It seems like a car has to be dull and plodding to be green. But that may be about to change.
The BMW i8 is a plug-in hybrid that was unveiled at the New York International Auto Show, and it displays a new trend among green cars: performance, luxury, style, and class.
“We call ourselves the ultimate driving machine,” said Matt Russell of BMW North America. “Preserving that driving experience is everything to us. We sell to those who really love driving, and we needed a way to build a sports car that was also energy efficient.
“We needed a sports car that can go from 0-60 mph in 3.6 seconds, top out at 155 miles an hour and has a fuel efficiency rating of 72 miles per gallon. And that’s the BMW i8.”
You ride on a cushion of air and hear nothing from the world outside, states newjerseynewsroom.com.
Not to be outdone Porsche has taken its Cayenne, the 150-miles per hour SUV, and retooled a plug-in hybrid version as a family-friendly companion to its hybrid Panamera four-door sports car.
“It’s our feeling that electric motors are the wave of the future,” said Porsche spokesman Thomas Hagg.
“But the technology isn’t quite there yet and the infrastructure and market aren’t ready for completely electric vehicles. But we feel it is certainly coming, so we have begun moving in that direction with the plug-in hybrid.”
Plug-in hybrids eliminate the problem of “range anxiety” associated with all-electric vehicles, states Wikipedia. The owner plugs in the car at night, but the combustion engine works as a backup when the batteries are depleted. This gives plug-ins driving range comparable to other vehicles with gasoline tanks.
“The Panamera proved that we can have an electric hybrid that meets the quality demands of Porsche in terms of performance and handling,” said Hagg.
Car And Driver Magazine states “there is a fundamental shift occurring in the engineering rooms of luxury- and sports-car makers: Fuel efficiency and carbon footprints are being treated with the same consideration as stitch designs and horsepower numbers.”
There are new sports and luxury hybrid cars from McLaren, Ferrari, and Porsche as well as the hybrid version of the Mercedes-Benz S-Class.
“The rich want to flaunt their wealth, per usual, but they also want to cruise emissions-regulated city centers like London without getting eggs lobbed at them by eco-activists,” states Car and Driver.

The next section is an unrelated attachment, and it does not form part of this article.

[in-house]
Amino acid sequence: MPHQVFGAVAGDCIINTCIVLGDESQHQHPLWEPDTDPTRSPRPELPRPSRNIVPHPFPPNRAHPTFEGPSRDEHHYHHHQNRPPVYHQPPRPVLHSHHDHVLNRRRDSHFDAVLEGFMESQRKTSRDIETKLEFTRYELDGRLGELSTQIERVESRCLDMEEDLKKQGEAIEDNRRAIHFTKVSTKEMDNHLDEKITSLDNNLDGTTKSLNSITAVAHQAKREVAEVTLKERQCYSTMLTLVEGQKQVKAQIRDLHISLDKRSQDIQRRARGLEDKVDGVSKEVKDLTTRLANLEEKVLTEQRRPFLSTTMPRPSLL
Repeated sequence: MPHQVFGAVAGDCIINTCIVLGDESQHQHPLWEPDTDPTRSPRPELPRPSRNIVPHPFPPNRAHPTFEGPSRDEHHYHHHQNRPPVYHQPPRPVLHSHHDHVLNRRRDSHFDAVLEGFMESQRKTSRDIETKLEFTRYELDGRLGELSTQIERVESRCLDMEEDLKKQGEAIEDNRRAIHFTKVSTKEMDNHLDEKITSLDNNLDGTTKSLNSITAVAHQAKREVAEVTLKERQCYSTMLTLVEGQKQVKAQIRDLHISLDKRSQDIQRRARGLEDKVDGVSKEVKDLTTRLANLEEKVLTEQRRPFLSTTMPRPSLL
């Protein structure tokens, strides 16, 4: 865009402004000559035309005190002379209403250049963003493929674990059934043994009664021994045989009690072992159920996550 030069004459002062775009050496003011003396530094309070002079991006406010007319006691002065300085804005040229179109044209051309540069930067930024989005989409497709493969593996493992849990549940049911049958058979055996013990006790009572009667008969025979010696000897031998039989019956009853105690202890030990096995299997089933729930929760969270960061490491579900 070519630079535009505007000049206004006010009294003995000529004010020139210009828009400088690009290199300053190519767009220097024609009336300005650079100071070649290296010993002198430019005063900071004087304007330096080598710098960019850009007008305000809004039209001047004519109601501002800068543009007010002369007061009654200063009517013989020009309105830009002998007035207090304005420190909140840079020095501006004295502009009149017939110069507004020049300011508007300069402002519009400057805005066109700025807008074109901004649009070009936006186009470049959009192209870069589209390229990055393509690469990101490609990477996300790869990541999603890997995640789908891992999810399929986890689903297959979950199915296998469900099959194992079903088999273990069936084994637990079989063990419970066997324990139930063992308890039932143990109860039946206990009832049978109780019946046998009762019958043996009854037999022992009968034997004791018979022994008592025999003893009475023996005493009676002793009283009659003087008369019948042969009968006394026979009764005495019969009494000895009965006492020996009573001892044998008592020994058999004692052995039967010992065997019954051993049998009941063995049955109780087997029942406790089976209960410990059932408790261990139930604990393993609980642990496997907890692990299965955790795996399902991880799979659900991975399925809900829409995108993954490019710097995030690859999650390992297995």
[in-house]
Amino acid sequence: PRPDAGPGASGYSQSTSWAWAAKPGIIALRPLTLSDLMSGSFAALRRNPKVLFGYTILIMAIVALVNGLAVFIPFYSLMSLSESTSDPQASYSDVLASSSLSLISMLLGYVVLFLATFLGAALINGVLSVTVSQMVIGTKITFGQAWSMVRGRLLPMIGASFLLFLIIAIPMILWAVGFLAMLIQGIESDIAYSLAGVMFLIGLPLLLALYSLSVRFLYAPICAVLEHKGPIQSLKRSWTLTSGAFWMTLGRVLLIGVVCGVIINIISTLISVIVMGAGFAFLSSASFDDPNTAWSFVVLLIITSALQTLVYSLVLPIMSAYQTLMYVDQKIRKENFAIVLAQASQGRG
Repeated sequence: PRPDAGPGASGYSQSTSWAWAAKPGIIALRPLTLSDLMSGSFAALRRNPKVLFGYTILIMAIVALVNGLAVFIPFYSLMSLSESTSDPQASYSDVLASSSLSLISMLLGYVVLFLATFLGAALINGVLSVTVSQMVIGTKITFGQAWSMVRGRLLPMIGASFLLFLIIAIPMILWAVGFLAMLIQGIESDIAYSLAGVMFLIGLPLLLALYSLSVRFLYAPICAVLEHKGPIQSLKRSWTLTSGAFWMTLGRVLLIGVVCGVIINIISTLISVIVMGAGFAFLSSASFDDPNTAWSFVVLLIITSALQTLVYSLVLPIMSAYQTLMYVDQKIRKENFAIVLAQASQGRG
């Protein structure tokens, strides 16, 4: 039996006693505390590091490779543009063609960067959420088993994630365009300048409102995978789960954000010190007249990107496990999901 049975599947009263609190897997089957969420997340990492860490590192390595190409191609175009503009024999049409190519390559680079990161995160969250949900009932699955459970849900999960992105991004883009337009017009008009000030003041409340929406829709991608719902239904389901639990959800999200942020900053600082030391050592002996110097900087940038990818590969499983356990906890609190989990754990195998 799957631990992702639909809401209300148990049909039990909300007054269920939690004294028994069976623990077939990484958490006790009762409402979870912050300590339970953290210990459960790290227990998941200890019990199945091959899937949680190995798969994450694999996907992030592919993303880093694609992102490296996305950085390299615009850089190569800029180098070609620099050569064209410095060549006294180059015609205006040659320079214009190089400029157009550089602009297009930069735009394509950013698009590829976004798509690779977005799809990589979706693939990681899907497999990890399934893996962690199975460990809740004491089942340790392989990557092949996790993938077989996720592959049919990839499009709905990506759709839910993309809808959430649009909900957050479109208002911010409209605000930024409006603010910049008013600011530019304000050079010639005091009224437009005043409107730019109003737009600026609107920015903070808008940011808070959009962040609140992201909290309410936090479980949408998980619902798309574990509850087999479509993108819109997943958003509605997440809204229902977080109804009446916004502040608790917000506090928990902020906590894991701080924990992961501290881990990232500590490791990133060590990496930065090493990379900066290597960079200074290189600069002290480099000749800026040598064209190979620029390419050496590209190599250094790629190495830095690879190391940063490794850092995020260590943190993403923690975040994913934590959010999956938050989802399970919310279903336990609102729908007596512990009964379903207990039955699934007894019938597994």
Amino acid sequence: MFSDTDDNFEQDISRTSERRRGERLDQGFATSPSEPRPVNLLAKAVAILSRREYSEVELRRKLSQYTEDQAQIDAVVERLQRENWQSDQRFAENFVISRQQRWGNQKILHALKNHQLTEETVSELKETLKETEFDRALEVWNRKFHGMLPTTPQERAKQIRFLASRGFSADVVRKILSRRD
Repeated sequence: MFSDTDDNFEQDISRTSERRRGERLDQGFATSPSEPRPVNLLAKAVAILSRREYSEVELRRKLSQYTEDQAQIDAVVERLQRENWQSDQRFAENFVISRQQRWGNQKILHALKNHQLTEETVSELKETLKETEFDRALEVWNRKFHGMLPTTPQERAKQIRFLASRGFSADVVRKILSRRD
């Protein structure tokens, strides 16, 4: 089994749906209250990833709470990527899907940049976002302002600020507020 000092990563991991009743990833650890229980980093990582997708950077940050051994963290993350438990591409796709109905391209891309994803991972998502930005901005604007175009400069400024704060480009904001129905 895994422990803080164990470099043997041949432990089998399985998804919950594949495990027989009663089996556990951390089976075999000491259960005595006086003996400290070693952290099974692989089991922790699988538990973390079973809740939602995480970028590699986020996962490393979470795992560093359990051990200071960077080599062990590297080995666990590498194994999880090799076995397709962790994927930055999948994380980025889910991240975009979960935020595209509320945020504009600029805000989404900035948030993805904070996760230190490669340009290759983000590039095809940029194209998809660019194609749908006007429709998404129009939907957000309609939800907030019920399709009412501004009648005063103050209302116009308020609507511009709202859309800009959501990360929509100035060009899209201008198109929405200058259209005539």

For people who want hybrid technology that is a better fit for their wallet, there are many to choose from. The most inexpensive seems to be the Toyota Prius model “c,” starting at about $19,000, according to U.S. News and World Report.
Other reasonably-priced models include the Honda Accord Hybrid, full-size Toyota Avalon Hybrid, the Ford Fusion Hybrid, the Toyota Camry Hybrid, the Ford C-Max Hybrid, Ford C-Max Energi, Nissan Leaf, Ford Fusion Energi, and Honda CR-Z.
Also, in the U.S., there is a tax credit that you get from the federal government for new plug-in hybrids.
The tax credit applies to nearly every electric car and plug-in hybrid on the market and it can, in some cases, effectively reduce your cost for such a model to that of an ordinary gasoline vehicle (or even less).
How does it work?
The tax credit is “up to” $7,500, and it is confusing from the get-go.
The federal government gives information on it from a ‘Tax Incentives Resource Center,’ states the Washington Post. However, it isn’t like an “incentive” or “rebate” to consumers, so you don’t get it at the time of purchase.
It’s not a tax “deduction” (a reduction in taxable income), either. With a tax credit, you reduce the amount of income tax you owe.
You claim it by making IRS Form 8936 part of your tax return. The form is simple and straightforward, but there are a lot of other pieces of information you should be aware of.
Perhaps the biggest thing to know is you have a tax credit – for one year – of “up to” $7,500.
However, if you owe less than that amount for the tax year, you don’t get the rest of the credit. (It isn’t an additional ‘refund,’ and any left over can not be applied to your personal taxes the following year).
The vehicle must be on the federal list of vehicles that qualify, which means the vehicle must be made by a manufacturer (it can’t be a conversion), it must comply with the legal definition of a motor vehicle per the Clean Air Act, title II, and it must also have a gross vehicle weight rating of 14,000 pounds or less. (However, most cars are only 4,000 or 5,000 pounds.)
You must buy the vehicle new, for your own use. It can’t be for resale, and if it is sold, it’s a used car.